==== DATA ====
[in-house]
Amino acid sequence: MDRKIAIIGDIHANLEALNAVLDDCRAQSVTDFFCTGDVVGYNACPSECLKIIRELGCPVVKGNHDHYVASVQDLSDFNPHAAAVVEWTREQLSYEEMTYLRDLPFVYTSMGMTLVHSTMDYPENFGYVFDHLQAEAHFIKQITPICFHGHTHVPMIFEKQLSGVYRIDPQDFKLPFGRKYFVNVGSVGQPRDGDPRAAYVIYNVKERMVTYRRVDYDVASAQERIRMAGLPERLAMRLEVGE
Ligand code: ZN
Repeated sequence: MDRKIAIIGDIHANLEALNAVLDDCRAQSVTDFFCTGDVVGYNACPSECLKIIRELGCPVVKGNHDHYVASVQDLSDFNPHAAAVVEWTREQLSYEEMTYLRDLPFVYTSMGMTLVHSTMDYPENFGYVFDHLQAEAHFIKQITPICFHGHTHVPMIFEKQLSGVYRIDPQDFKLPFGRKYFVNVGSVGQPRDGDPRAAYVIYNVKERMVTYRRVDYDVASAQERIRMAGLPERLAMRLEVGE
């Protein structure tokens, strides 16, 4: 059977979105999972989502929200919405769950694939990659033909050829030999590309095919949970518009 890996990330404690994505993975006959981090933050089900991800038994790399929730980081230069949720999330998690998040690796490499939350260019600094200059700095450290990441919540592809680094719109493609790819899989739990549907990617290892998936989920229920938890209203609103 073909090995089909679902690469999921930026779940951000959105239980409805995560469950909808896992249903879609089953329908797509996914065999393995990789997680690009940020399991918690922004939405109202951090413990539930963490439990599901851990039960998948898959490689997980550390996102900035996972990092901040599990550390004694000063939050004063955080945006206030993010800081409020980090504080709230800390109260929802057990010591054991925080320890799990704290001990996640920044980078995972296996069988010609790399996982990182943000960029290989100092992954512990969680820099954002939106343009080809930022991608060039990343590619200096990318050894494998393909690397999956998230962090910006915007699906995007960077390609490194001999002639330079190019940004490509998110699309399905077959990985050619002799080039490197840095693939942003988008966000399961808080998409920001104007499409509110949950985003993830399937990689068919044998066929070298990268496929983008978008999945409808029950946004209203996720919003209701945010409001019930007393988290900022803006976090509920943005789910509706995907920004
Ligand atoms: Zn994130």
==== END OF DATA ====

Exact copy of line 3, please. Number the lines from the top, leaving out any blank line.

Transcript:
Ligand code: ZN